This case is informative since it helps us to consider the role of a collective rights allocation within an uplands context. The balance of benefits and responsibilities are not right in this case: government officials would like to off-load management responsibility to lower levels; villagers argue that it is impossible to patrol and exclude outsiders from remote forest areas. While we know that people draw on NTFPs, firewood and other forest products (c.f., Uplands survey 2009; McElwee 2010), this type of rights allocation will require some modification if it is to be effective, including local champions to advocate for this type of allocation, and strategies to plant and harvest rattan, bamboo or acacia in ways that benefit members of a community forest. On the surface, individual claims to forest land would appear a better fit for people in the uplands.

4.2. Case two: state forest re-allocation households

In central Vietnam, community forestry is not the only property rights re-allocation model to enable household’s greater access to forest and agricultural lands. Our second case examines the planned re-allocation of state forest land to individual households, the land claiming that ensued because of lack of follow through by state authorities, and the resulting institutional uncertainty. Within A Loui District the state-run forestry operation – the Forest Protection Management Board (FPMB)6 – is in the process of transferring over 5825 ha (of 33,649 ha) to the district (this takes time since the pine has to be first harvested and sold by the FPMB). Once land has been cleared, the idea is for district authorities to then have individual communes measure and allocate up to 1.5 ha of land for poor households or nearly-poor households that lack productive land (Huynh et al. 2011). The transfer of land from the FPMB via the district and commune to individual households is expected to help households secure their land rights, and address rural poverty and environmental protection goals.

We examine this re-allocation process with specific reference to experiences within Phu Thuong village in Phu Vinh7 commune. Within this commune, over 70% of land is classified as forest land, and shifting cultivation does take place in forest areas (Uplands survey 2009). Only 2.5% of land is designated for agriculture and the rest being designated as non-agricultural land or unused land. Forest lands in this context are not available for access or use by local residents, other than for seasonally-differentiated NTFP collection or for harvesting small amounts of wood for cooking or home construction. Even the land that has been categorized as unused (257 ha in this case) has already been claimed (for at least 5 years, but often longer), by households that have planted crops or acacia trees (Huynh 2009) (see Table 4). This overall lack of land to expand agricultural activities or to plant tree crops is problematic for people in terms of expanding their livelihood base.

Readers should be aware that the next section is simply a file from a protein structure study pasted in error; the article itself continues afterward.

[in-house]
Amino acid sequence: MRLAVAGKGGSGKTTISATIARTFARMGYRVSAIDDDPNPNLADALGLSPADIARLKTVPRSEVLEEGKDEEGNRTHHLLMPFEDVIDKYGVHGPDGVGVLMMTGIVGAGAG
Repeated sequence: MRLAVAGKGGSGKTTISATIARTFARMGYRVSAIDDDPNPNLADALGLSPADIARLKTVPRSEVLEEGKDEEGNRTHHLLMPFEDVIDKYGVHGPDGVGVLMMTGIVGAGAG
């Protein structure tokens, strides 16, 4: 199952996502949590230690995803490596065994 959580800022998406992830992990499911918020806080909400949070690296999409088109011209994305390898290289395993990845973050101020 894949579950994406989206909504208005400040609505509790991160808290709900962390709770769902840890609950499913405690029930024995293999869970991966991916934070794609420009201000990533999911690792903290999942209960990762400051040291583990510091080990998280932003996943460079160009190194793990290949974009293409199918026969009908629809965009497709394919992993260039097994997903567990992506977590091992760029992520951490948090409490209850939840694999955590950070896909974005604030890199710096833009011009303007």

In early 2008, 44 ha (of a total of 591 ha designated for transfer to this commune) of pine forest were harvested within the commune. The transfer occurred near Phu Thuong village which consists of 96 Pa Co households8. As the pine forest plantation area was cleared by the protection forest management board, ‘word’ also came down that local households would be granted small amounts of land (between 1 and 1.5 ha). However, government officials did not immediately follow through on this process. Thus people heard that they may be granted rights to land, in the form of private property (see Figure 1), but nothing came of this. As such, some households began staking claims to this land within the 44 ha harvested area.

In mid-2008 the 44 ha of cleared pine forest became dotted with evidence of new economic activity. Brush had been cleared, small burns could be seen, acacia was freshly planted, a few fish ponds had been constructed, and simple living structures had been erected. Walking paths could be seen throughout the area. By 2010, 34 households had claimed all of the 44 ha of cleared land (Ngu et al. 2011). While most land was claimed in 2008 and 2009, a few households claimed land earlier and a few continued into 2010. An average of 1.1 ha of land was claimed, ranging anywhere between a small claim of 0.2 ha and a larger claim of 3 ha. In 13 of the 34 cases, households claimed small amounts of land in several places. Most households planted acacia (31 out of 34 households), in part because the acacia market has emerged in the past 5 years. Acacia grows relatively quickly which is why acacia is a convenient way to stake a land claim. The remaining three households (of the 34) have planted either rubber, cinnamon or rice. Twelve of the 34 households have intercropped acacia with cassava, pineapple, tea, jackfruit, bamboo or banana (Ngu et al. 2011). This is not the only area where villagers have claimed land, as other areas of pine forest plantation have also been harvested in this district.